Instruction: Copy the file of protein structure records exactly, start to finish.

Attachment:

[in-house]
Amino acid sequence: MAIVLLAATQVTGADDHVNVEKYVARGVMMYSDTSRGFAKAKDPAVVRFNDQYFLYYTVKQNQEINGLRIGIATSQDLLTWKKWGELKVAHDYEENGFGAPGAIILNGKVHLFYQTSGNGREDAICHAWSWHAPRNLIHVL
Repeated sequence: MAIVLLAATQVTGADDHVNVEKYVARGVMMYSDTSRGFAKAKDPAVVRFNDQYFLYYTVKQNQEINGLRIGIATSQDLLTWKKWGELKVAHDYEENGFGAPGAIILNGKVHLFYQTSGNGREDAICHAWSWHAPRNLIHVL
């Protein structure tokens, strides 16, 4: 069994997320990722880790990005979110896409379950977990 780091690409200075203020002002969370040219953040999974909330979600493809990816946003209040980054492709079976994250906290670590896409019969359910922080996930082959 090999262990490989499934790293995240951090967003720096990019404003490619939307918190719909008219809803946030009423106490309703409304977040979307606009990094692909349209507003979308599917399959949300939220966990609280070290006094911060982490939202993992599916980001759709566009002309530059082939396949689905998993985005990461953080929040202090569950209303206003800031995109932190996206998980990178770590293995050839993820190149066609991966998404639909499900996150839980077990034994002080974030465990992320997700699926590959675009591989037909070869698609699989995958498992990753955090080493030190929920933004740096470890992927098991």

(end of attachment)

[in-house]
Amino acid sequence: MAIVLLAATQVTGADDHVNVEKYVARGVMMYSDTSRGFAKAKDPAVVRFNDQYFLYYTVKQNQEINGLRIGIATSQDLLTWKKWGELKVAHDYEENGFGAPGAIILNGKVHLFYQTSGNGREDAICHAWSWHAPRNLIHVL
Repeated sequence: MAIVLLAATQVTGADDHVNVEKYVARGVMMYSDTSRGFAKAKDPAVVRFNDQYFLYYTVKQNQEINGLRIGIATSQDLLTWKKWGELKVAHDYEENGFGAPGAIILNGKVHLFYQTSGNGREDAICHAWSWHAPRNLIHVL
């Protein structure tokens, strides 16, 4: 069994997320990722880790990005979110896409379950977990 780091690409200075203020002002969370040219953040999974909330979600493809990816946003209040980054492709079976994250906290670590896409019969359910922080996930082959 090999262990490989499934790293995240951090967003720096990019404003490619939307918190719909008219809803946030009423106490309703409304977040979307606009990094692909349209507003979308599917399959949300939220966990609280070290006094911060982490939202993992599916980001759709566009002309530059082939396949689905998993985005990461953080929040202090569950209303206003800031995109932190996206998980990178770590293995050839993820190149066609991966998404639909499900996150839980077990034994002080974030465990992320997700699926590959675009591989037909070869698609699989995958498992990753955090080493030190929920933004740096470890992927098991």